Ieasha Meyers gave birth to her son late last month in the Polk County Jail. The father of the child, Charles Winters, says his girlfriend was in labor for almost three hours inside of a medical unit holding cell.
“She was lying on the floor and was screaming and yelling for help and no one would come to her aid."
Winters says his girlfriend was ignored by the 24 hour medical staff.
“I’m not sure what the proximity or how far the guard are from them but they`re not too far cause it medical so it should be fairly close so they would be able to keep an eye on them.”
Sgt. Jana Abens with the Polk County Sherriff’s office says medical staff checks on medical unit inmates every 15 minutes in order to ensure safety.
When pregnant inmates go into labor, they are transferred to a local hospital, where the hospital makes the final decision. In Meyer’s case, she was taken to the hospital in the afternoon,examined by doctors who say she wasn't ready, then released a few hours later back to jail.
Meyers gave birth to a baby boy that evening behind bars.
“She felt the head coming down so she asked her inmate to pull her panties down and actually help her and that`s what happened,” says Winters.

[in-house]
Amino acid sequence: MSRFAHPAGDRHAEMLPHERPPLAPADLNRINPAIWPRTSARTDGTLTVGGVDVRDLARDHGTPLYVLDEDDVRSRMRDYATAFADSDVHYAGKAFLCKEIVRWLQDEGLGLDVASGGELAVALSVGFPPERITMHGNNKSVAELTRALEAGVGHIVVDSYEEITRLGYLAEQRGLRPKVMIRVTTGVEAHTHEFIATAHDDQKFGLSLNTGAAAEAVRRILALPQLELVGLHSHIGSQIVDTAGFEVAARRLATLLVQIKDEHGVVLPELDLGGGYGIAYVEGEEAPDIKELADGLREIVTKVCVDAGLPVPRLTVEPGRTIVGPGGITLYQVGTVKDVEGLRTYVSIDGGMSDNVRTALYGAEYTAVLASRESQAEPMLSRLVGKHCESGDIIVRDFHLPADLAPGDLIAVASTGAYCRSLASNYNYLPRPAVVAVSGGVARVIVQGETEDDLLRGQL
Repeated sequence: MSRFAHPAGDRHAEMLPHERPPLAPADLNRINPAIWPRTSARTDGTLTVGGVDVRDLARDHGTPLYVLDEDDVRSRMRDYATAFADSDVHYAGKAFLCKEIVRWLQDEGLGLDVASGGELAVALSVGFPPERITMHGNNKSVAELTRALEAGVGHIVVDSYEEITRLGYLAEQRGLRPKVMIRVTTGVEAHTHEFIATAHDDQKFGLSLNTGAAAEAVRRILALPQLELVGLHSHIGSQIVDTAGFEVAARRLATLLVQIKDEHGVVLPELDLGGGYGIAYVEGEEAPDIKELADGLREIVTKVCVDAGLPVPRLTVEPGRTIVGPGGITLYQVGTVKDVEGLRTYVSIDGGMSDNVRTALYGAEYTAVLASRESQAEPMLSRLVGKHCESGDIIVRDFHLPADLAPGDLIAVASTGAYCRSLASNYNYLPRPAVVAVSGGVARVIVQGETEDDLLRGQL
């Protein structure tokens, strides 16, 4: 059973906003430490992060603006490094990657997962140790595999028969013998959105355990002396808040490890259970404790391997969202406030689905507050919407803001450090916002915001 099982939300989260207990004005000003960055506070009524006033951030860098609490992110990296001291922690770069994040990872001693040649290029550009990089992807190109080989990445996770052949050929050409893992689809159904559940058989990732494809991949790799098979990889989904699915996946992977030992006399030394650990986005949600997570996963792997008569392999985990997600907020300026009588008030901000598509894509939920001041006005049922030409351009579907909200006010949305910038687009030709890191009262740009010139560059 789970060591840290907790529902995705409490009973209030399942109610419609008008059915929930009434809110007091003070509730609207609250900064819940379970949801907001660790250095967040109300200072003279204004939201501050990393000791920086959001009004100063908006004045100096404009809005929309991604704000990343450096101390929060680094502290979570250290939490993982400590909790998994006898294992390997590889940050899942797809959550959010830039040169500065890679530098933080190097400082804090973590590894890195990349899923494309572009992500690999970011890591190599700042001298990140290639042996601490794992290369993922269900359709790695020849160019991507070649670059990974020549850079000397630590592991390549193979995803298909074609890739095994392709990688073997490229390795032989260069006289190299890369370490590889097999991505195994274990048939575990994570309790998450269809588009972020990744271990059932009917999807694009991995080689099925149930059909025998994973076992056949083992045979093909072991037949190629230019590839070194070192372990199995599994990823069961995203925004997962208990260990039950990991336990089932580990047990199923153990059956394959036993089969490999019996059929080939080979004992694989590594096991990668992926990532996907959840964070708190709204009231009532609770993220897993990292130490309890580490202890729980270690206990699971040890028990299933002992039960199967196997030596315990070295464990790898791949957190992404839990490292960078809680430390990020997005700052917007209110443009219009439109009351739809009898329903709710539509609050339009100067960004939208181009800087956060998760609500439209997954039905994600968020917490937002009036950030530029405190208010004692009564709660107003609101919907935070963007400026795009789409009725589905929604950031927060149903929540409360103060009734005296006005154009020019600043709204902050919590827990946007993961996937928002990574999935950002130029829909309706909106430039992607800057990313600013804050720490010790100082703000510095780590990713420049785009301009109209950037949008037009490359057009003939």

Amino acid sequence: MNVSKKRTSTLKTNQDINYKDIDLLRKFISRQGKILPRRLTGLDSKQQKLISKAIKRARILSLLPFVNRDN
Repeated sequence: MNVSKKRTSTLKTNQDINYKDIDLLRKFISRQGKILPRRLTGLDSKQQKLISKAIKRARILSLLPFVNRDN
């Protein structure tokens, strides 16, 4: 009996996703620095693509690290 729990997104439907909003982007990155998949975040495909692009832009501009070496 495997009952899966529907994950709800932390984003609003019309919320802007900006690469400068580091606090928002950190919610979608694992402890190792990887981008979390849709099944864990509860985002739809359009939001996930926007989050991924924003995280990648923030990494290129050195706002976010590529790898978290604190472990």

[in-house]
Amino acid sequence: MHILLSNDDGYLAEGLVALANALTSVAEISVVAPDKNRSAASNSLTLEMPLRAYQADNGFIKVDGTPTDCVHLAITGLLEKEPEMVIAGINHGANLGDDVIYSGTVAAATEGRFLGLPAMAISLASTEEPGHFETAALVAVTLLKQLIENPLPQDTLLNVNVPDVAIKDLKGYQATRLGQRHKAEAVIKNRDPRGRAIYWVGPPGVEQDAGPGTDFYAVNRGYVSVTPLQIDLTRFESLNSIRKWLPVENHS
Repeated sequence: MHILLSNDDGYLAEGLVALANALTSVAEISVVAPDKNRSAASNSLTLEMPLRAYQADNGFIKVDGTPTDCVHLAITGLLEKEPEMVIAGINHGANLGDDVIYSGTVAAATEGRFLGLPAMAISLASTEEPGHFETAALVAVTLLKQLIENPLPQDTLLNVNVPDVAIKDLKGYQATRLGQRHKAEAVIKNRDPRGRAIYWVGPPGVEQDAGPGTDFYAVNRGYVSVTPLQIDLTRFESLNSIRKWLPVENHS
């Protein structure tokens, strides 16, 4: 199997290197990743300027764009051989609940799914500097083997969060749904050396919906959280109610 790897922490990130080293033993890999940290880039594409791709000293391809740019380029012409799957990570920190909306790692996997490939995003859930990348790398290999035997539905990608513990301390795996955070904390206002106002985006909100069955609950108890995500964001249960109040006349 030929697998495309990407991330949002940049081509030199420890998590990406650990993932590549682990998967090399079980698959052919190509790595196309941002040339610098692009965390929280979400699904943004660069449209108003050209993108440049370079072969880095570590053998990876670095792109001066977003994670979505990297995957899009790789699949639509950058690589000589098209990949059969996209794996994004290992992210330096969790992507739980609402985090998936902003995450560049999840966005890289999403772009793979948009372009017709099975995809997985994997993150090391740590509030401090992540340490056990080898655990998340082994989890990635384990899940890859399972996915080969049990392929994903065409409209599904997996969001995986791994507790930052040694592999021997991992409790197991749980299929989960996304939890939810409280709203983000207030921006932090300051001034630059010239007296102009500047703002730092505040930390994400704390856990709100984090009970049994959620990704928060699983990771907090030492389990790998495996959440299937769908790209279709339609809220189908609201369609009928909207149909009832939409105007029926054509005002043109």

The Polk County Sheriff’s office says the medical unit isn't equipped to handle a child birth.
Sgt. Jana Abens says, “I don`t think that`s the intention, they are equipped to handle some medical type incidents that occur in the jail but this type of thing would not be normally planned to take place in the jail.”
According to baby's father, jail medical staff arrived 20 minutes after the child was born. He says his girlfriend and newborn deserved more than that.
“I understand that people are in jail because they`ve done wrong. I understand that inmates need to get corrected but I would also like to see the guards treat the inmate with a little more respect.”